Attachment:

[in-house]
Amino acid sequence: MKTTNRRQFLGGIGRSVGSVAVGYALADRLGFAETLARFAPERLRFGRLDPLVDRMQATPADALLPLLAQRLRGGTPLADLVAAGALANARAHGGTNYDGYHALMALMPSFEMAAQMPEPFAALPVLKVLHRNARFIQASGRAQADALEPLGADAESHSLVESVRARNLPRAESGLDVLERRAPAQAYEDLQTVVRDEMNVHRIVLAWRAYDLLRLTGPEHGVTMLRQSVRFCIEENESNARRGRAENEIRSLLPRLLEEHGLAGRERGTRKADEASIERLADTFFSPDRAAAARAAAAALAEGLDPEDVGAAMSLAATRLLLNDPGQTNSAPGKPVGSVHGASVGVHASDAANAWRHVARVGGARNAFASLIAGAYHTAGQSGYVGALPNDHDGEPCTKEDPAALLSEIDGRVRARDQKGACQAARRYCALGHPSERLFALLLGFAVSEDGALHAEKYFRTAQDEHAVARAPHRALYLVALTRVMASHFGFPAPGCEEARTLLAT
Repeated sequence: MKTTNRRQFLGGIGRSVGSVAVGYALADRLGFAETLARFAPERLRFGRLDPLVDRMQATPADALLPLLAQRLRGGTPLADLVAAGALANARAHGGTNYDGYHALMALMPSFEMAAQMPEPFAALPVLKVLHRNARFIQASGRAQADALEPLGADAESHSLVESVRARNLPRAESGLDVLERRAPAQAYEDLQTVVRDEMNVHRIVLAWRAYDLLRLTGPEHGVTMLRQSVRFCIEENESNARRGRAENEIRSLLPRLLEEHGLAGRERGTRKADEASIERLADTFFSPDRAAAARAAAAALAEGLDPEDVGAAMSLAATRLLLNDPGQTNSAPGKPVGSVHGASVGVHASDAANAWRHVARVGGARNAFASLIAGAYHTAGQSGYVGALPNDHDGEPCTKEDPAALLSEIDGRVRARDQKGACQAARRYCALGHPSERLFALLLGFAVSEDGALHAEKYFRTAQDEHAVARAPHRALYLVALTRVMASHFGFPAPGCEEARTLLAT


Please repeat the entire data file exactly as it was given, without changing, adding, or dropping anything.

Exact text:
[in-house]
Amino acid sequence: MKTTNRRQFLGGIGRSVGSVAVGYALADRLGFAETLARFAPERLRFGRLDPLVDRMQATPADALLPLLAQRLRGGTPLADLVAAGALANARAHGGTNYDGYHALMALMPSFEMAAQMPEPFAALPVLKVLHRNARFIQASGRAQADALEPLGADAESHSLVESVRARNLPRAESGLDVLERRAPAQAYEDLQTVVRDEMNVHRIVLAWRAYDLLRLTGPEHGVTMLRQSVRFCIEENESNARRGRAENEIRSLLPRLLEEHGLAGRERGTRKADEASIERLADTFFSPDRAAAARAAAAALAEGLDPEDVGAAMSLAATRLLLNDPGQTNSAPGKPVGSVHGASVGVHASDAANAWRHVARVGGARNAFASLIAGAYHTAGQSGYVGALPNDHDGEPCTKEDPAALLSEIDGRVRARDQKGACQAARRYCALGHPSERLFALLLGFAVSEDGALHAEKYFRTAQDEHAVARAPHRALYLVALTRVMASHFGFPAPGCEEARTLLAT
Repeated sequence: MKTTNRRQFLGGIGRSVGSVAVGYALADRLGFAETLARFAPERLRFGRLDPLVDRMQATPADALLPLLAQRLRGGTPLADLVAAGALANARAHGGTNYDGYHALMALMPSFEMAAQMPEPFAALPVLKVLHRNARFIQASGRAQADALEPLGADAESHSLVESVRARNLPRAESGLDVLERRAPAQAYEDLQTVVRDEMNVHRIVLAWRAYDLLRLTGPEHGVTMLRQSVRFCIEENESNARRGRAENEIRSLLPRLLEEHGLAGRERGTRKADEASIERLADTFFSPDRAAAARAAAAALAEGLDPEDVGAAMSLAATRLLLNDPGQTNSAPGKPVGSVHGASVGVHASDAANAWRHVARVGGARNAFASLIAGAYHTAGQSGYVGALPNDHDGEPCTKEDPAALLSEIDGRVRARDQKGACQAARRYCALGHPSERLFALLLGFAVSEDGALHAEKYFRTAQDEHAVARAPHRALYLVALTRVMASHFGFPAPGCEEARTLLAT